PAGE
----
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tr.v. im·pelled, im·pel·ling, im·pels
1. To urge to action through moral pressure; drive: I was impelled by events to take a stand.
2. To drive forward; propel.
[Middle English impellen, from Latin impellere : in-, against; see in-2 + pellere, to drive; see pel- in Indo-European roots.]
American Heritage® Dictionary of the English Language, Fifth Edition. Copyright © 2016 by Houghton Mifflin Harcourt Publishing Company. Published by Houghton Mifflin Harcourt Publishing Company. All rights reserved.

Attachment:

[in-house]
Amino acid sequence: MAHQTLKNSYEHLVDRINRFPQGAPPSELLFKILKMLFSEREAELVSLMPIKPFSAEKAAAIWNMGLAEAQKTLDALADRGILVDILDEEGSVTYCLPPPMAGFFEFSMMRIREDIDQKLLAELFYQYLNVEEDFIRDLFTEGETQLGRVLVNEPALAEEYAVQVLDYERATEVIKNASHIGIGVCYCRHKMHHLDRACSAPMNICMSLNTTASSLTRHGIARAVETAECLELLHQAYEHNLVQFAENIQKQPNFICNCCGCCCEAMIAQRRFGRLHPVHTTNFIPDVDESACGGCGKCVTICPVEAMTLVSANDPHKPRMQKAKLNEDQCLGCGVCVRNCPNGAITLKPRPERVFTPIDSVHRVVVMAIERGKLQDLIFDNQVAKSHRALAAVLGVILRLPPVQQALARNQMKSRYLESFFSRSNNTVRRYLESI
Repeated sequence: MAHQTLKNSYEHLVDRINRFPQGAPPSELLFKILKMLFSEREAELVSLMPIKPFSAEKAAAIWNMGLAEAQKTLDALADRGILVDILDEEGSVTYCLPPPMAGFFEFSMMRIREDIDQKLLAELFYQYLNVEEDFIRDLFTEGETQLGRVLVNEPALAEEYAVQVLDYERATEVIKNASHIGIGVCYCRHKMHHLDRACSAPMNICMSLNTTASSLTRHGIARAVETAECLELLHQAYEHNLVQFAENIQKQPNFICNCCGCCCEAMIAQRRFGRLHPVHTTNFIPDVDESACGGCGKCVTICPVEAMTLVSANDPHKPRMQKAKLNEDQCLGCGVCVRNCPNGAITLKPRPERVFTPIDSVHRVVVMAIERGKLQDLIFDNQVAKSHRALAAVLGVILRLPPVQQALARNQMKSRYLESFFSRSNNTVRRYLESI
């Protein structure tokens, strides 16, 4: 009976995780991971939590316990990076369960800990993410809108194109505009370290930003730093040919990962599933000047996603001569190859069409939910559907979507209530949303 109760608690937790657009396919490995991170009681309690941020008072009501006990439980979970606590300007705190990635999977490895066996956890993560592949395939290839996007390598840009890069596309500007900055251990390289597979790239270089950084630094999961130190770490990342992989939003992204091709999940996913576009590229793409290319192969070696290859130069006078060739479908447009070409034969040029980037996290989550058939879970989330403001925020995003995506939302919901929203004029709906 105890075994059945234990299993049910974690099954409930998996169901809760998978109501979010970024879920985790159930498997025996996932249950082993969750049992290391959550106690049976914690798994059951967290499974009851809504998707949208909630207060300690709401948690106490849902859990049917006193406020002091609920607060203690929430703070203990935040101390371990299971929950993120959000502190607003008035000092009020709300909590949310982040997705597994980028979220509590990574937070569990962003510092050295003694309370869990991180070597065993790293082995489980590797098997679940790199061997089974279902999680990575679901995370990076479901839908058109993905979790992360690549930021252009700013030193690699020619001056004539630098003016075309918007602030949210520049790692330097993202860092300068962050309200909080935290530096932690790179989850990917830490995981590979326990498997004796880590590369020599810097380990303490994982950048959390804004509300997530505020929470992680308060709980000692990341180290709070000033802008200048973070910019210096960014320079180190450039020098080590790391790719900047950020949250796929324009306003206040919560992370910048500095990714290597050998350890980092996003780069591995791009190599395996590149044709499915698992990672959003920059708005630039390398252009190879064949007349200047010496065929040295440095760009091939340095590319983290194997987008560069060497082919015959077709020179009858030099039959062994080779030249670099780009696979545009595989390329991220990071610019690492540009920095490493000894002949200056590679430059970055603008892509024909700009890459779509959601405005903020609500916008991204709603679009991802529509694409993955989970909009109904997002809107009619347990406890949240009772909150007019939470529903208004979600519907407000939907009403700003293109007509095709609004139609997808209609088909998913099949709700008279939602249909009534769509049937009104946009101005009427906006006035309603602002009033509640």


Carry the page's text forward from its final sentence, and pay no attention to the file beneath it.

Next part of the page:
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|Adj.||1.||impelling - markedly effective as if by emotional pressure; "impelling skill as a teller of tales"; "an impelling personality"|
effective, effectual, efficacious - producing or capable of producing an intended result or having a striking effect; "an air-cooled motor was more effective than a witch's broomstick for rapid long-distance transportation"-LewisMumford; "effective teaching methods"; "effective steps toward peace"; "made an effective entrance"; "his complaint proved to be effectual in bringing action"; "an efficacious law"
Based on WordNet 3.0, Farlex clipart collection. © 2003-2012 Princeton University, Farlex Inc.